Does this shrinkage greatly increase the fusion rate of all those upper layers to produce such an incredible explosion? That was once my assumption, but this seems to not be the case. Some sort of acoustic wave seems to propagate the explosion, but this also is a test of my memory. I haven't read recent info on this, admittedly.

If that core is massive enough, it will become a black hole,. If not, it will stop contracting when it becomes a neutron star. The electrons and protons get crushed together into neutrons, but that is a gross simplification. Quantum effects are very active in this incredible energy state so that electrons and protons are hyper active, after all. Magnetic fields of incredible size can form and a Magnetar is born, though still a neutron star.

[Technically, a neutron star does not fit the definition to be a "star" since there is no fusion equilibrium as required. Perhaps someone will give this a better name. There's hope for this since it's now rare to see someone say "white dwarf star" but, rather, "white dwarf" is used. Being pedantic, they are likely the strongest blue object emitters in the universe, and it takes a very long time for them to cool down to white, and so forth.]
 
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Nov 2, 2020
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Nono, iron doesn't explode. Iron was put at stake by me only because of his behave in this field, he cannot be used in nuclear reactions...
Thanks to some videos and your photo of the Sun's core (of course, all the stars) I managed to understand a lot despite all the work I had to do during this days. I was absent here indeed. Anways, if I understood something, is that the stars with a low mass, the Sun for instance, belongs the type I and are forced to become firstly a huge red star, secondly a dwarf, even if I didn't know the existence of blue dwarfs...
I nearly forgot, Neutron Stars and Black Holes are metamorphosis of stars that belongs the type II stars! For this reason in my opinion they are rougly the same thing.
Magnetic fields of incredible size can form and a Magnetar is born, though still a neutron star.
I read something about them too, but them are only a subset of Neutron Stars, aren't they?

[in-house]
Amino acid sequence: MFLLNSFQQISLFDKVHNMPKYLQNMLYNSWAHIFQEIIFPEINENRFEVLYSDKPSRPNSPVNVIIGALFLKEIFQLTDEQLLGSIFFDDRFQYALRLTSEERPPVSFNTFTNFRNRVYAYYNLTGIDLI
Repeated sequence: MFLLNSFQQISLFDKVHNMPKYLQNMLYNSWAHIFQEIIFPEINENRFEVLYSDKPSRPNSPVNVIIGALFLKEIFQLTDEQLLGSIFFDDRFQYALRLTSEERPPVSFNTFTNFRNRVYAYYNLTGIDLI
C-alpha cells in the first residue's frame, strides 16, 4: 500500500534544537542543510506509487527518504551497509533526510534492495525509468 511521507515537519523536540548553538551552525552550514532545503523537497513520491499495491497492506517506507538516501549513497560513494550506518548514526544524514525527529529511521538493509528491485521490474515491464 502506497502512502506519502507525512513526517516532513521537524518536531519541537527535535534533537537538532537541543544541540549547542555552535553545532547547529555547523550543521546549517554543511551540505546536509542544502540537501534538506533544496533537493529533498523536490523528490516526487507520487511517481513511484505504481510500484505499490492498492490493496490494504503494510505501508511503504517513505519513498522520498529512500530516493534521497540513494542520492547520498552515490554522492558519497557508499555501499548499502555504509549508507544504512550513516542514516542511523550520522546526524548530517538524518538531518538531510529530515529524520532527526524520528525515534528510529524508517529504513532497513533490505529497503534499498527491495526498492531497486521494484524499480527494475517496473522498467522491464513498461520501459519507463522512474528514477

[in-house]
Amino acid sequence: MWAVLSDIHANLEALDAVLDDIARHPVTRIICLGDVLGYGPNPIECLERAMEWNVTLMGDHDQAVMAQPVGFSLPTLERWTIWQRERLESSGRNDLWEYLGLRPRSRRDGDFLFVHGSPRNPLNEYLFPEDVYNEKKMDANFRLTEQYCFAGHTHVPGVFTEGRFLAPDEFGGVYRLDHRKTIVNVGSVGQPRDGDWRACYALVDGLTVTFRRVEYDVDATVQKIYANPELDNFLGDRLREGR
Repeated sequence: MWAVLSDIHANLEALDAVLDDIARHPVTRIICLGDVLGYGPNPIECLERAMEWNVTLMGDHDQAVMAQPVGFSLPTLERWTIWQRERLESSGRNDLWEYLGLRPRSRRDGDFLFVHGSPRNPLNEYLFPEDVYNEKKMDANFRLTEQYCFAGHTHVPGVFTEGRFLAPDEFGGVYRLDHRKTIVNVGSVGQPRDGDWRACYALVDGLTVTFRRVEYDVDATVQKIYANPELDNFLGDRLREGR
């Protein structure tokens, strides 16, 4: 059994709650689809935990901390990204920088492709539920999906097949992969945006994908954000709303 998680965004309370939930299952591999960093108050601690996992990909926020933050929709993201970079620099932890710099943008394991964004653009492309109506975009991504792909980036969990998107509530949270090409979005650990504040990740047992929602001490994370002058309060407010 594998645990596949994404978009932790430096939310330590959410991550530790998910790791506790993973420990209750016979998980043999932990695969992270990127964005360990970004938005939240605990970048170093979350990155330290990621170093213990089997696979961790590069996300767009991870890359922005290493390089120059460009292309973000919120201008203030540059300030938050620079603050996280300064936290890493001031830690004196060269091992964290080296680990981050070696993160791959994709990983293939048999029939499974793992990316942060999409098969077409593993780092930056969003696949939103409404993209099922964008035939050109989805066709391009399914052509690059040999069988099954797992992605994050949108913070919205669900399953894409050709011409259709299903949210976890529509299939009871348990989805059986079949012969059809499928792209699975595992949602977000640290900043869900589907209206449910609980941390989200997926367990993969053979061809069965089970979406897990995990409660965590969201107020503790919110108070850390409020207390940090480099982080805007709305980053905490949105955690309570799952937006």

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Here are some interesting items you may wish to look at:

Neutron star - Wikipedia

The Magnificent Seven (neutron stars) - Wikipedia

Neutron Stars, Pulsars, and Magnetars - Introduction (nasa.gov)

What Is a Neutron Star? | Live Science

Regarding the name: "Most known neutron stars belong to a subclass known as pulsars."
I know this is not technically correct as an alternative name, but maybe it is a signpost?

If you might wish to buy a neutron star, this may be useful??????

Neutron Stars at Amazon - Neutron Stars, Low Prices

Enjoy!

Cat :)
 
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Nov 2, 2020
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Here are some interesting items you may wish to look at:
Thank you too. I must say that after many attempts I managed to reach my goal, the understanding of stars' evolution. I know the most important steps and other features even in greater details. Now this will be all an easy path with Neutron Stars, Black Holes ( that are rather well known by me) and White Dwarfs ( even if I'm not so interested by them). Thus, thank you expecially for the pulsating stars that are the last ( or at least I hope that) stumbling block in this field of cosmology.
If you might wish to buy a neutron star, this may be useful??????
I have already heard something of this kind...
There was a man that gained a lot claiming to be the owner of the whole solar sistem (outside Earth, of course). Many people across the world wanted to buy slices of the surfaces of the planets and the prices weren't even so high. I don't remember this perfectly and I don't know even if this is true, but I remeber this because of the oddity. Sometimes I'm surprised for the evolution of science, but now and then it seems to me that many people are outside this.